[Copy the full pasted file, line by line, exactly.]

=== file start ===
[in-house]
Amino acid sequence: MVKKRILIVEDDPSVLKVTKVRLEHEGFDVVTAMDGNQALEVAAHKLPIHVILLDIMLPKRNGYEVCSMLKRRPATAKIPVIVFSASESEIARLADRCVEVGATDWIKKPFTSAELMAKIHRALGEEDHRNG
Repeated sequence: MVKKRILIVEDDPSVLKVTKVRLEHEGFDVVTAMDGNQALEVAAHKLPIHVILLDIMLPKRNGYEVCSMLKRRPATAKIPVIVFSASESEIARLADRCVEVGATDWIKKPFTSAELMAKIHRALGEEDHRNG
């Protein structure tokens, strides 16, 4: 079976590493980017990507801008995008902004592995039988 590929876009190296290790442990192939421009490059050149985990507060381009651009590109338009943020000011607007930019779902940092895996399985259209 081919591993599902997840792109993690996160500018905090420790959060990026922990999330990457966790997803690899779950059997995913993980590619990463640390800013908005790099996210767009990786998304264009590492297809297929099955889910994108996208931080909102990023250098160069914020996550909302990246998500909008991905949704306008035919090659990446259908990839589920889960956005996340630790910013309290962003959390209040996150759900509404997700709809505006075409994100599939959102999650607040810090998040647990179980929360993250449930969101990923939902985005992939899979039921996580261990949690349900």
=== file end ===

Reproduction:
[in-house]
Amino acid sequence: MVKKRILIVEDDPSVLKVTKVRLEHEGFDVVTAMDGNQALEVAAHKLPIHVILLDIMLPKRNGYEVCSMLKRRPATAKIPVIVFSASESEIARLADRCVEVGATDWIKKPFTSAELMAKIHRALGEEDHRNG
Repeated sequence: MVKKRILIVEDDPSVLKVTKVRLEHEGFDVVTAMDGNQALEVAAHKLPIHVILLDIMLPKRNGYEVCSMLKRRPATAKIPVIVFSASESEIARLADRCVEVGATDWIKKPFTSAELMAKIHRALGEEDHRNG
């Protein structure tokens, strides 16, 4: 079976590493980017990507801008995008902004592995039988 590929876009190296290790442990192939421009490059050149985990507060381009651009590109338009943020000011607007930019779902940092895996399985259209 081919591993599902997840792109993690996160500018905090420790959060990026922990999330990457966790997803690899779950059997995913993980590619990463640390800013908005790099996210767009990786998304264009590492297809297929099955889910994108996208931080909102990023250098160069914020996550909302990246998500909008991905949704306008035919090659990446259908990839589920889960956005996340630790910013309290962003959390209040996150759900509404997700709809505006075409994100599939959102999650607040810090998040647990179980929360993250449930969101990923939902985005992939899979039921996580261990949690349900």